Who is responsible for 'black-on-black' crime in St. Louis? MLK Day remarks prompt sharp response
St. Louis Public Safety Director Jimmie Edwards made remarks about crime in St. Louis that prompted a sharp response from civil rights law firm ArchCity Defenders.
Edwards told a crowd at a Martin Luther King Day event that black-on-black crime was a problem African-American residents need to tackle.
The following day, as part of a thread of 11 tweets, ArchCity Defenders posted “newly appointed Public Safety Director Jimmie Edwards chose to publicly demonize black St. Louisans by employing overly-simplistic racial rhetoric that has long been used to preserve the status quo.”
Like many before him, PSD Edwards made black-on-black crime the scapegoat for this City’s problems, removing all traces of individual or institutionalized racism (housing, jobs, schools to police, courts & jails)... 3/x— ArchCityDefenders (@ArchCityDefense) January 16, 2018
When St. Louis Public Radio asked Edwards about the response, he said he didn’t believe his statement garnered pushback, but rather “was celebrated.” He said his understanding of the issue comes from years of experience.
“For 25 years, I sat as a circuit judge and I’ve tried cases, and my heart has been broken with respect to victims and defendants alike,” he said.
Edwards, who became public safety director in November, said the issue of black-on-black crime concerns him and listed areas that might help improve crime in the city, including better educational systems, housing and employment.
But some saw his statement as an attempt to absolve the wider St. Louis community, which includes people of different races, from also having to solve problems around violent crime.
The latest FBI crime statistics show St. Louis had the most homicides per 100,000 people in 2016 and ranked second for number of violent crimes.
During his address at the Martin Luther King Day event Edwards said all but one of the city’s 205 murder victims in 2017 were black and all the people caught and accused of those crimes were also black.
St. Louis Metropolitan Police Department statistics for 2017 show:
- 192 murder victims were black
- One victim was Hispanic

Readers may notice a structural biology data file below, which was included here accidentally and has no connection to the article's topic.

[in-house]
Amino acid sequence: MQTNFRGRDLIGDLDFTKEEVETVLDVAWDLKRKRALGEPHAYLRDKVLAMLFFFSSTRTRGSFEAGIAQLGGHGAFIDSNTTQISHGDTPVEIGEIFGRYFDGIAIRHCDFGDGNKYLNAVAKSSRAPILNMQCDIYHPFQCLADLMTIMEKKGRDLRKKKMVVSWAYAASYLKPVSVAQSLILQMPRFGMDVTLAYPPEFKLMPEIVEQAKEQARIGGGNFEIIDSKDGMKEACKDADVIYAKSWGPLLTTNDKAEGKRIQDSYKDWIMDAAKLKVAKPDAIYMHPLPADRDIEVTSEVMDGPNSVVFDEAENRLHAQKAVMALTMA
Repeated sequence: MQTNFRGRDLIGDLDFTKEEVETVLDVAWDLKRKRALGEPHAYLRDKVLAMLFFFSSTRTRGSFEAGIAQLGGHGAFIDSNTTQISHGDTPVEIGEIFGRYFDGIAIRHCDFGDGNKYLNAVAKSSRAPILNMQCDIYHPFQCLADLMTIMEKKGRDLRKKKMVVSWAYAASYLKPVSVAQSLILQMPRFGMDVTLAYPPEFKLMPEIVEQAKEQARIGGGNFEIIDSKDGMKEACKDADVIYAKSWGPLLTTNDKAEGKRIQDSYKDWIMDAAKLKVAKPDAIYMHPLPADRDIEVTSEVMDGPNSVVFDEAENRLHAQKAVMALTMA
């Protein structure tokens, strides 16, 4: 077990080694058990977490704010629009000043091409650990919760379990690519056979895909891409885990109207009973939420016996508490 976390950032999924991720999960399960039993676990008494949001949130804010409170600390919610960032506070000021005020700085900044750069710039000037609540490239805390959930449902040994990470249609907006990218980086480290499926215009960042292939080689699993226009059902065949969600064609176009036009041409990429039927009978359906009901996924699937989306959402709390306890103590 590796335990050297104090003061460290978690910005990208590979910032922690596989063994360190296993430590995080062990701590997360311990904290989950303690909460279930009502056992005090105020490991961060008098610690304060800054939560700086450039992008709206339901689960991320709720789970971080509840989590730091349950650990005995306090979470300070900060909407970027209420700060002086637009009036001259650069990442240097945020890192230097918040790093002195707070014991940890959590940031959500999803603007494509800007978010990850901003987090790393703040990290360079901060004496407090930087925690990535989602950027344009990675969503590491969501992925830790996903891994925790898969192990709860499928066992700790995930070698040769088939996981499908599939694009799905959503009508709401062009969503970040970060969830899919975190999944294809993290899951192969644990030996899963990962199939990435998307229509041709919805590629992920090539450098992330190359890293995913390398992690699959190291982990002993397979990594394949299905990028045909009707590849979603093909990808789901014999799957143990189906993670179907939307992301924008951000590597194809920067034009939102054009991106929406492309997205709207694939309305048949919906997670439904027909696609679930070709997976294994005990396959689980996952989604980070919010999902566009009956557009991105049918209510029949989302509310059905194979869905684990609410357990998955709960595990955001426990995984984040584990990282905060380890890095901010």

- 12 were white
- All but one of the 138 listed suspects are black
- 137 suspects are identified as male and three as female — totaling 140.
It is unclear from the report if the race of all the suspects is known. The St. Louis Metropolitan Police Department closed fewer than half of its open homicide cases last year.
As part of its Twitter response, ArchCity Defenders listed 10 topics "Edwards could have addressed," including homelessness, poverty, incarceration and other socioeconomic issues would have been brought nuance to the issue of crime in the city.
Homelessness crisis. 1 in 4 ppl in #STLCity live in poverty. How poverty links to crime. How racism drives poverty. How Cities like #STL criminalize the poor & people of color. Pretrial detention rates of +95% in 2 City jails. Inhumane, unsanitary conditions in the Workhouse. 6/x— ArchCityDefenders (@ArchCityDefense) January 16, 2018
Blake Strode, ArchCity's Executive director, cautioned against statements that make black-on-black crime appear to be a unique phenomenon.
“One of the things we know about crime is it tends to be intraracial,” he said. “Black people tend to be victimized by black perpetrators. White people tend to be victimized by white perpetrators and so on.”
Strode said he believes every resident should be a part of addressing violent crime in the city. He said a combination of public policy choices and individual choices affect circumstances that give rise to crime.
“It’s misleading to suggest that black people are in some sense are the cause of their own dilemmas,” he said.
Ashley Lisenby is part of the public radio collaborative “Sharing America,” covering the intersection of race, identity and culture. This new initiative, funded by the Corporation for Public Broadcasting, includes reporters in Hartford, St. Louis, Kansas City, and Portland (Oregon). Follow Ashley on Twitter @aadlisenby.
Rachel Lippmann contributed to this report.